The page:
Again in the second round, Yamamoto was the superior striker, but surprisingly took the fight to the ground. That cost him as Tokoro reversed positions and almost locked on an armbar as the fight came to a close, but Yamamoto defended well and survived. At the end, Yamamoto walked away with a unanimous decision.

Russian heavyweight Sergei Kharitonov knocked out late replacement Jimmy Armbriz in the opening round. Right off the bat, Kharitonov dropped him with a punch, but Ambriz got back up and went for a takedown. Kharitonov held the ropes to block, forcing the referee to give him a yellow card. The fight was restarted and Kharitonov picked Armbriz apart with strikes, eventually dropping him and forcing a tap from strikes at 2:15 of the first round.

Keita “K-Taro” Nakamura returned from a short retirement, getting back on the winning track as he out struck Kid Yamamoto trained Adriano Martins. All throughout the fight Nakamura used his reach advantage to jab away at Martins, who had no answer. On the occasion that fight went to the ground, Nakamura pounded away on Martins, who managed to cut Nakamura from the bottom. The second round was much of the same with Nakamura using his jab to frustrate Martins, leaving his face bruised by fights end. Surprisingly one judge scored the fight for Martins, but the other two in favor of Nakamura, who won a split decision.

Gegard Mousasi quickly punched his ticket to the middleweight final, submitting Dutch striker Melvin Manhoef in the first semi-final bout. Mousasi never let Manhoef get going as he quickly took the fight to the ground, getting Manheof’s back and briefly working for the choke. Manhoef reversed out, but was caught in a triangle choke. In a last ditch effort to escape, Manhoef tried to slam his way out, but Mousasi locked it on tighter, forcing a tap at 1:28 of the opening round.

Not to be outdone, Ronaldo “Jacare” Souza also quickly got to the final, submitting Zelg Galesic. Jacare took the fight to the ground right away, absorbing small punches as he mounted Galesic. From there, he went for submissions before getting reversed by Galesic, who was immediately caught in an armbar, forcing him to tap at 1:26 of the first round.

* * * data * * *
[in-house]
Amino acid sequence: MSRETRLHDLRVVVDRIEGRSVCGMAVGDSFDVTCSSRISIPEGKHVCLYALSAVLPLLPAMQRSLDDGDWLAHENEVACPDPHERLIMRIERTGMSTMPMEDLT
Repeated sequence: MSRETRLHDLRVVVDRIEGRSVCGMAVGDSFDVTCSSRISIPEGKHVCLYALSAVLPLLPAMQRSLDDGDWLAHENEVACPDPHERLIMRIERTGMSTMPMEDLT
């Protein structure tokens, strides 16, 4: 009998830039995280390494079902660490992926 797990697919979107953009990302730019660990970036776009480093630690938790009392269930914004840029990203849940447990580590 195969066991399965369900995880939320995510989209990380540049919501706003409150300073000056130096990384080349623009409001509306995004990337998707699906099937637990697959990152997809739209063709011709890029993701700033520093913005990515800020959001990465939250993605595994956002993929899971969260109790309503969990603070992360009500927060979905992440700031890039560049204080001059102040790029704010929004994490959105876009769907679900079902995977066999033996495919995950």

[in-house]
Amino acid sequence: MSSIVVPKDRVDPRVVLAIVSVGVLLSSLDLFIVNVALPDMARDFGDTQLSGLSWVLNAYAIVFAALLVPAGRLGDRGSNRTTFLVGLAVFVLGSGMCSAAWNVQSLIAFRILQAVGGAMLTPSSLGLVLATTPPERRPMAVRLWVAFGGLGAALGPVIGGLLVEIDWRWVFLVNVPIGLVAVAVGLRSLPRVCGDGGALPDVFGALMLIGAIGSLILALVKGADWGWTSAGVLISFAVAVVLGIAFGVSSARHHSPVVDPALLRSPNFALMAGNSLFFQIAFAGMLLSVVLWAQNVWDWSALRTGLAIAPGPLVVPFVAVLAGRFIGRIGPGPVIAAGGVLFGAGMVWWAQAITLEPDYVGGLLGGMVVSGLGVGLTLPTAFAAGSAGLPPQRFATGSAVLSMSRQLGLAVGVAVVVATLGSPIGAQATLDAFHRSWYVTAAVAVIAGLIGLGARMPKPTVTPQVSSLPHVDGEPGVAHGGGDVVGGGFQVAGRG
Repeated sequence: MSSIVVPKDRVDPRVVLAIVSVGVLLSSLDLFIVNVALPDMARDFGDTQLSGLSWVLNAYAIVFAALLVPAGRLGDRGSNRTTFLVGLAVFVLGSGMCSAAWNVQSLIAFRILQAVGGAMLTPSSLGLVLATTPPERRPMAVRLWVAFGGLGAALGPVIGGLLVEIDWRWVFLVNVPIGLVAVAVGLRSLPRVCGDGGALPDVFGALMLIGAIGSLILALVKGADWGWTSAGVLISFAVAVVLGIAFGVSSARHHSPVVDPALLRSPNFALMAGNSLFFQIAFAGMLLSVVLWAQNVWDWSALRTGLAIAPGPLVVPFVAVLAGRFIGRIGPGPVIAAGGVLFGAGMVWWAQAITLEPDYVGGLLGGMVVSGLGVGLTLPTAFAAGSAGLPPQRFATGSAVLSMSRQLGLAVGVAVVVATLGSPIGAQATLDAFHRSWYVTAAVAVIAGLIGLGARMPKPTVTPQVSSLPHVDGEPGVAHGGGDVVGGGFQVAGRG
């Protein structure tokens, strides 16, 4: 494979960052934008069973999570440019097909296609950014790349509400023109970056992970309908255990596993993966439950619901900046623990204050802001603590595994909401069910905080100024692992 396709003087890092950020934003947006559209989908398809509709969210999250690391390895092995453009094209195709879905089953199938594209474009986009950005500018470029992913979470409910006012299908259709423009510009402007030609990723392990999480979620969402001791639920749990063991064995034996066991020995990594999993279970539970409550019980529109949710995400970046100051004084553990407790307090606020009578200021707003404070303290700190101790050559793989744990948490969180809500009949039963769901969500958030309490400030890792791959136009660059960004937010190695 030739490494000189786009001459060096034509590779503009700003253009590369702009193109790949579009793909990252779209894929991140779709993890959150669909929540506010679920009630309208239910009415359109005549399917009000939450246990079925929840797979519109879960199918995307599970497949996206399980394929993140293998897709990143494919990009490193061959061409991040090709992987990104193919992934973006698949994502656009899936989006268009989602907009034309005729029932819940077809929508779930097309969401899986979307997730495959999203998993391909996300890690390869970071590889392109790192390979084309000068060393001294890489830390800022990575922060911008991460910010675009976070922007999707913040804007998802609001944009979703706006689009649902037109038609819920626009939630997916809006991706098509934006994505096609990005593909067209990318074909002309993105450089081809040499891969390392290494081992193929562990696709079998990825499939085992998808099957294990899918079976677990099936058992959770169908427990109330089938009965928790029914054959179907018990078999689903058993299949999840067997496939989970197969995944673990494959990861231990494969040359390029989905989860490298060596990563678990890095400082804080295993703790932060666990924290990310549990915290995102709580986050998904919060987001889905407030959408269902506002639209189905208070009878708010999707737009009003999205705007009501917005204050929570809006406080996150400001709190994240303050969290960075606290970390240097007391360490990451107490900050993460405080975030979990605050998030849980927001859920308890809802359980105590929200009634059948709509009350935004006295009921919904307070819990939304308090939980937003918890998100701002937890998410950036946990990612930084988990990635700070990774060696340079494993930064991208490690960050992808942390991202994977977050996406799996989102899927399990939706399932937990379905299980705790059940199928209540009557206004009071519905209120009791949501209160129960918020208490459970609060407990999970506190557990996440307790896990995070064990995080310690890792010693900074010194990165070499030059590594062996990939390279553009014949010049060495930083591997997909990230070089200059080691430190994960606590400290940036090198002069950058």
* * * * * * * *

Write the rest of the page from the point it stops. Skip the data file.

In the middleweight reserve bout, Brazilian karate stylist Andrews Nakahara evened his mixed martial arts record, upsetting heavy favorite Dong Sik Yoon. Nakahara showed both excellent takedown and submission defense, using kicks to keep Yoon away. On the one occasion that it went to the ground, Nakahara fended off Yoon’s submission attempts and eventually escaped to his feet. The two fighters traded leather to start the second and that would be Yoon’s downfall as Nakahara connected with a combination, dropping Yoon and finishing him with strikes only 30 seconds into the second round.

Gegard Mousasi def. Ronaldo “Jacare” Souza by KO at 2:15, R1
Mirko “Cro Cop” Filipovic vs. Alistair Overeem was ruled a No Contest
Shinya Aoki def. Todd Moore by Submission (Neck Crank) at 1:10, R1
Yoshihiro Akiyama def. Masanori Tonooka by Submission (Armbar) at 6:26, R1
Hayato “Mach” Sakurai def. Kuniyoshi Hironaka by Unanimous Decision, R2
Masakatsu Funaki def. Ikuhisa Minowa by Submission (Heel Hook) at 0:42, R1
Atsushi Yamamoto def. Hideo Tokoro by Unanimous Decision, R2
Sergei Kharitonov def. Jimmy Armbriz by TKO (Strikes) at 2:15, R1
Keita Nakamura def. Adriano Martins by Split Decision, R2
Ronaldo “Jacare” Souza def. Zelg Galesic by Submission (Armbar) at 1:26, R1
Gegard Mousasi def. Melvin Manhoef by Submission (Triangle Choke) at 1:28, R1
Andrews Nakahara def. Dong Sik Yoon by TKO (Strikes) at 0:30, R2

Comments are closed.